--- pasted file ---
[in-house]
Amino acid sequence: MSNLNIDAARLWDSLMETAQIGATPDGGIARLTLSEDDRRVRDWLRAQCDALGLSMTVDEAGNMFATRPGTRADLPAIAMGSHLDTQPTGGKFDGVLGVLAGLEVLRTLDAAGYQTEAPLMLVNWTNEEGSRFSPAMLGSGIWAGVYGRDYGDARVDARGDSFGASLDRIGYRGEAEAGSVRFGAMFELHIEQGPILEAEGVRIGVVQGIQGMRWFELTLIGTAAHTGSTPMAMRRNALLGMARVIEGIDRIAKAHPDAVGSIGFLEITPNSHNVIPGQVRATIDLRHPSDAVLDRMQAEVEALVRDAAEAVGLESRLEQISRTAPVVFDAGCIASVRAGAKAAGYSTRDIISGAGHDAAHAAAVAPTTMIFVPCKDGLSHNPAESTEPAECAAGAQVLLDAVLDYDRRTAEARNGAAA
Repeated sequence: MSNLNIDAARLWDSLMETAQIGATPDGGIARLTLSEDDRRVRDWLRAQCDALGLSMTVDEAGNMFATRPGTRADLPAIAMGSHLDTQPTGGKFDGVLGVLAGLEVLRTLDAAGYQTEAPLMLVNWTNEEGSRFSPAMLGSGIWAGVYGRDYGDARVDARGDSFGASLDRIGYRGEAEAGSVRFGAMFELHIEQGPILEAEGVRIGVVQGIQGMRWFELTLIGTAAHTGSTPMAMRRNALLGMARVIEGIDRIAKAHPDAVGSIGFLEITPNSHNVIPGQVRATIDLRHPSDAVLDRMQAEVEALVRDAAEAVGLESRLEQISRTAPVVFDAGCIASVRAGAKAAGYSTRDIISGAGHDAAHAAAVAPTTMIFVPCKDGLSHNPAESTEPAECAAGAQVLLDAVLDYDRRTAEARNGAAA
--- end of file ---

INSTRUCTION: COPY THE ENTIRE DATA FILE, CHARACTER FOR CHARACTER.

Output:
[in-house]
Amino acid sequence: MSNLNIDAARLWDSLMETAQIGATPDGGIARLTLSEDDRRVRDWLRAQCDALGLSMTVDEAGNMFATRPGTRADLPAIAMGSHLDTQPTGGKFDGVLGVLAGLEVLRTLDAAGYQTEAPLMLVNWTNEEGSRFSPAMLGSGIWAGVYGRDYGDARVDARGDSFGASLDRIGYRGEAEAGSVRFGAMFELHIEQGPILEAEGVRIGVVQGIQGMRWFELTLIGTAAHTGSTPMAMRRNALLGMARVIEGIDRIAKAHPDAVGSIGFLEITPNSHNVIPGQVRATIDLRHPSDAVLDRMQAEVEALVRDAAEAVGLESRLEQISRTAPVVFDAGCIASVRAGAKAAGYSTRDIISGAGHDAAHAAAVAPTTMIFVPCKDGLSHNPAESTEPAECAAGAQVLLDAVLDYDRRTAEARNGAAA
Repeated sequence: MSNLNIDAARLWDSLMETAQIGATPDGGIARLTLSEDDRRVRDWLRAQCDALGLSMTVDEAGNMFATRPGTRADLPAIAMGSHLDTQPTGGKFDGVLGVLAGLEVLRTLDAAGYQTEAPLMLVNWTNEEGSRFSPAMLGSGIWAGVYGRDYGDARVDARGDSFGASLDRIGYRGEAEAGSVRFGAMFELHIEQGPILEAEGVRIGVVQGIQGMRWFELTLIGTAAHTGSTPMAMRRNALLGMARVIEGIDRIAKAHPDAVGSIGFLEITPNSHNVIPGQVRATIDLRHPSDAVLDRMQAEVEALVRDAAEAVGLESRLEQISRTAPVVFDAGCIASVRAGAKAAGYSTRDIISGAGHDAAHAAAVAPTTMIFVPCKDGLSHNPAESTEPAECAAGAQVLLDAVLDYDRRTAEARNGAAA